Coding toys are more than just clever gadgets for kids. The ability to imagine abstract, physical components of computing can lead to dramatic breakthroughs in thinking. In fact, you might even argue that our entire modern era of computing began with the thought experiment of a bright young man who developed a rather machine-like way of seeing the world.

In 1936 when he was only 23, Alan Turing wrote a paper in which he proposed what became known as a universal Turing machine. His thought experiment involved an infinite tape divided into squares like a child’s exercise book. The tape was the input, working storage, and output of the system. A tape head could read the current square, write a symbol, and move left or right one position. The tape head could also keep track of its internal state, and followed instructions as to what to do next. The genius of Turing’s model, despite being proposed long before computers actually existed, is that it can still represent the logic of any computer algorithm in use today.

Computational thinking is not a skill for just future software engineers. A medical researcher might find more scalable ways to conduct patient trials or ensure drug designs are less likely to result in drug-resistant strains of diseases. Architects and city planners could create models for how people might use a building, and better project the impact of growing urban density. Even artists and writers could leverage data and algorithms to create radical new works that provide critical insight into the contemporary condition.

Whatever profession your kids decide upon, data and its analysis, as well as an appreciation of the issues of scale and complexity, will be 21st century skills that any future employer — human or AI, are almost certain to hold in high regard.

This article is an adapted chapter from my book, ‘The Dictionary Of Dangerous Ideas’.

 See More from Mike Walsh


Robyn Benincasa comes in first again!

By cmiadmin | Aug 02, 2016 | Comments Off

Robyn Benincasa comes in first again!

We are so in awe of the Incredible Robyn Benincasa who totally ROCKED the Missouri River m340 race late last month!

Imagine a race across the entire state of Missouri, just you and your boat thrown against 340 miles of wind, heat, bugs and rain. This ain’t no mama’s boy float trip. This race promises to test your mettle from the first stroke in Kansas City to the last gasp in St. Charles.

After all her crazy eco-adventure races, here's just how amazing Robyn ​did in this race​:

  • 1st woman
  • 3rd solo boat overall out of 200+​ men and women​
  • 4th boat across the finish line out of all 424 boats (including team and solo boats, men and women​)

…and 1st place in the broken femur category! Yes...while training, she broke her femur the week before the race.

You know what she always says, “Wounds heal, but victory lasts forever! Remember it’s not about the setback…it’s all about the COMEBACK!

Robyn amazes and inspires us with her true grit!

The Purpose-Driven Customer Experience - Lior Arussy

By cmiadmin | Aug 02, 2016 | Comments Off

The Purpose-Driven Customer Experience - Lior Arussy

The days of simple processes and quality products are gone. Welcome to the new age of customer experience.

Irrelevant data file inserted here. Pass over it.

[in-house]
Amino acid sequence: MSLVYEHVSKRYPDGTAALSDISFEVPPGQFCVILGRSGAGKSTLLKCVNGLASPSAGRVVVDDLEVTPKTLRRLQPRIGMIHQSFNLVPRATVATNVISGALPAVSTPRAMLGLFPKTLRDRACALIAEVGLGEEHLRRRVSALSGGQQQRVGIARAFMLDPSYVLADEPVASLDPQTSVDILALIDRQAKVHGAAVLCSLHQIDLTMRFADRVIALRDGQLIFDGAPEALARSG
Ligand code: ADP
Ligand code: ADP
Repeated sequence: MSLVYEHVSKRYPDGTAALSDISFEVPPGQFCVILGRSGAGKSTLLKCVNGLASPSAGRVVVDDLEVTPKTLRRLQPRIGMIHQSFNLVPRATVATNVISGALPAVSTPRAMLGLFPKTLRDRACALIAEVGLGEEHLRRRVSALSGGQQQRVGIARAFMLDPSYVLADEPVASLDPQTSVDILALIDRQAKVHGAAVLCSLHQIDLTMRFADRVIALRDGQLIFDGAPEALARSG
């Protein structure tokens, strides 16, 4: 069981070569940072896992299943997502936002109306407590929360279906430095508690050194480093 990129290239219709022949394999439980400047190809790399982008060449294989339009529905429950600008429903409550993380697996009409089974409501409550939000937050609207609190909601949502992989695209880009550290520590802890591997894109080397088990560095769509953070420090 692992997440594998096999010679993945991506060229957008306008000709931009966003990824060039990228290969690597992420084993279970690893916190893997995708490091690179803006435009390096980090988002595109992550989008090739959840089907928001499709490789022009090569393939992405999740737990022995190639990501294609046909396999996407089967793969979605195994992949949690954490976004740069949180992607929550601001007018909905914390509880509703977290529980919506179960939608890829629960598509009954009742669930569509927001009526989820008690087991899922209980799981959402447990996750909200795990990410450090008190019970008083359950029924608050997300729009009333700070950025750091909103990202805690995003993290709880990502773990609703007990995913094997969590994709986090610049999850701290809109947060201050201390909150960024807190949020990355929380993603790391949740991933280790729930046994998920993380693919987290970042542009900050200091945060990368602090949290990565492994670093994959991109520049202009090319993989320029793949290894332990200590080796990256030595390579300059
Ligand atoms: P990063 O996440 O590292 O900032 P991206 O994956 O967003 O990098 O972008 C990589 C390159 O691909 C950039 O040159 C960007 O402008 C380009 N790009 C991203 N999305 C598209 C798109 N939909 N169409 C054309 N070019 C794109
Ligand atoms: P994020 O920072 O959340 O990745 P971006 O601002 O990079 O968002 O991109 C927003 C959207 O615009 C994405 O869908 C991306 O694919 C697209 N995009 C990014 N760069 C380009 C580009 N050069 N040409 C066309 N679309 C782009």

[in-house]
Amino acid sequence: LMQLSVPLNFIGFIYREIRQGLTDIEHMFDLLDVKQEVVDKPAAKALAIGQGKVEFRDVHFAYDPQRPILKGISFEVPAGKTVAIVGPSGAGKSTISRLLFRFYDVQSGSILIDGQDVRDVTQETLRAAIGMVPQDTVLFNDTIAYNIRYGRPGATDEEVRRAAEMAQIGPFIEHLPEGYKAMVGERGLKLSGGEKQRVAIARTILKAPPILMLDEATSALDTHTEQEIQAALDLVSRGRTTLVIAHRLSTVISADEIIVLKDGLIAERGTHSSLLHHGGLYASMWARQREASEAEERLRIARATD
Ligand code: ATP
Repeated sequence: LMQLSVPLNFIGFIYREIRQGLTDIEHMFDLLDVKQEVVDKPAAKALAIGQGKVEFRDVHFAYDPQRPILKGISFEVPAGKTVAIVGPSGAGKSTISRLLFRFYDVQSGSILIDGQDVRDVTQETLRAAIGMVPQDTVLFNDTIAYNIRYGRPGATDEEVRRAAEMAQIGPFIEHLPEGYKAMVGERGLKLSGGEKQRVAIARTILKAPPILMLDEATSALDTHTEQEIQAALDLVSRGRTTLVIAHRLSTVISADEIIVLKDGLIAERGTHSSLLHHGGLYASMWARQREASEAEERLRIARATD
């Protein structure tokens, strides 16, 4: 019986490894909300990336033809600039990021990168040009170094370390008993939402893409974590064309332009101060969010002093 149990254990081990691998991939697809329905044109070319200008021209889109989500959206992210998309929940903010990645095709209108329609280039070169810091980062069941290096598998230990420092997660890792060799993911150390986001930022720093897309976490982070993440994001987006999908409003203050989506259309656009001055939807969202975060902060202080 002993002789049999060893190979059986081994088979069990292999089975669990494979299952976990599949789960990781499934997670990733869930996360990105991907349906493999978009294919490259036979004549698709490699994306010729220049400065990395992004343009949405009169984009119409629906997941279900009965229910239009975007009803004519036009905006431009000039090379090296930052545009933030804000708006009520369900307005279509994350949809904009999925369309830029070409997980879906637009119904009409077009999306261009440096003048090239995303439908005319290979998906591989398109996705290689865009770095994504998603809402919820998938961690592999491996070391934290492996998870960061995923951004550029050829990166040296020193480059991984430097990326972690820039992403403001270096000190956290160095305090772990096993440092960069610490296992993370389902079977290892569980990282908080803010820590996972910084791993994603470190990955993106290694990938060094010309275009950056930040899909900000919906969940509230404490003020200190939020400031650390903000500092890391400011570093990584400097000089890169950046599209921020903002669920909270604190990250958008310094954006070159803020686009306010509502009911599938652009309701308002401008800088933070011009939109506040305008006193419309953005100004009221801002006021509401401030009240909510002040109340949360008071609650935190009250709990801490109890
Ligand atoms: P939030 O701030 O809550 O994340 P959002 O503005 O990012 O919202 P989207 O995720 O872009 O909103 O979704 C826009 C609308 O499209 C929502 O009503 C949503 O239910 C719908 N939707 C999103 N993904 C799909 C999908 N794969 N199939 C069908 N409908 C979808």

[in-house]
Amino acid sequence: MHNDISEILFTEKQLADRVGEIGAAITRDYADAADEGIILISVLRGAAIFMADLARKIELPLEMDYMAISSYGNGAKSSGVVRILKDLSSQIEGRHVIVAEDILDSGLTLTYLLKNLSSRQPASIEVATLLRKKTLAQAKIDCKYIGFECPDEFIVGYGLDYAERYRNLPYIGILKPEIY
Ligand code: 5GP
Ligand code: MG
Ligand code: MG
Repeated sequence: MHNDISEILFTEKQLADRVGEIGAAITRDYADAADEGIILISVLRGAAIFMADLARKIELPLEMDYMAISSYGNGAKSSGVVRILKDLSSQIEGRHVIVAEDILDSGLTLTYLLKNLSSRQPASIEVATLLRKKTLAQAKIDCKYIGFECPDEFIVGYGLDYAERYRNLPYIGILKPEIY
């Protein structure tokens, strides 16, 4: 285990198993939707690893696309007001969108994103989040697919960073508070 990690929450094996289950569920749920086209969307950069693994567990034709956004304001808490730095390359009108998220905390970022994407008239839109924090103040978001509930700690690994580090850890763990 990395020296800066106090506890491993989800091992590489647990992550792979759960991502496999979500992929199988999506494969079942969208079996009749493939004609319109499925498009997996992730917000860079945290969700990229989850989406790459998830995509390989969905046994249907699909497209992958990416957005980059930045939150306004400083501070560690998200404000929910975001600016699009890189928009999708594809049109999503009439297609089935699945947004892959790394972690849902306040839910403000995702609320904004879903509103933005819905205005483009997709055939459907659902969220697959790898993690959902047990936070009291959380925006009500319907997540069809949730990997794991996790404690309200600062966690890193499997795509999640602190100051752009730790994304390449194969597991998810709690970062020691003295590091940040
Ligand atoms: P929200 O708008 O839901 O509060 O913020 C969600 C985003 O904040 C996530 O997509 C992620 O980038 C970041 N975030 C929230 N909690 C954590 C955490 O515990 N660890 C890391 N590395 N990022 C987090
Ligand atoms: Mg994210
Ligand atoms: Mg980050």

Let's talk about eggs. If we go to Albertsons or ShopRite and purchase a dozen eggs, the price will be $2.59. If we opt for cage free eggs at Whole Foods, we are looking at a price tag of $4.99 or more. This is nearly a 100 percent increase in the price of eggs. By my own calculation, both eggs will deliver the same amount of cholesterol to my body, and the omelet I will make of them will most likely taste the same. So why is it that rational people opt to pay 100 percent more for what is seemingly the same commoditized product? Read full article here. 

https://www.youtube.com/watch?v=2wJE8X7f--s

See More from Speaker.

 

Standing Ovation for Michelle Ray

By cmiadmin | Jun 30, 2016 | Comments Off

Standing Ovation for Michelle Ray

Michelle Ray received a standing ovation for her Lead Yourself First!  presentation at the Metz Culinary Management Summer Leadership Conference, held at the Mohegan Sun Resort, PA. Focusing on their theme, “The Power of Relationships” Michelle presented to 300 General Managers, Divisional Leaders, Franchise Owners and Executives as the closing keynote speaker. Metz Culinary Management is one of the leading U.S. food services companies, ranked in the Top 50 by Food Management Magazine.

Metz FamilyMichelle Ray (Middle) with the Metz Culinary Family

See More About Michelle Ray Here 

Successful Fundraising Event for Robyn Benincasa's Project Athena

By cmiadmin | Jun 23, 2016 | Comments Off

Successful Fundraising Event for Robyn Benincasa's Project Athena 

Wow! What a fun surprise from Firebirds Restaurant! Yet another Athena will be born due to their generous support of the Project Athena Foundation. You rock, Team Firebirds!

Xoxo Robyn

Deremer Studios Jacksonville Commercial Photography - www.deremerstudios.com

See More About Project Athena Here 

We're Hiring - Digital Marketing Specialist

By cmiadmin | May 16, 2016 | Comments Off

We're Hiring - Digital Marketing Specialist

We are looking for a digital marketing specialist whose role will be:

  • to create and execute a digital marketing strategy   
  • to generate marketing initiatives - promotional emails, images, and writing  
  • to manage and grow all forms of social marketing
  • to research new digital marketing ideas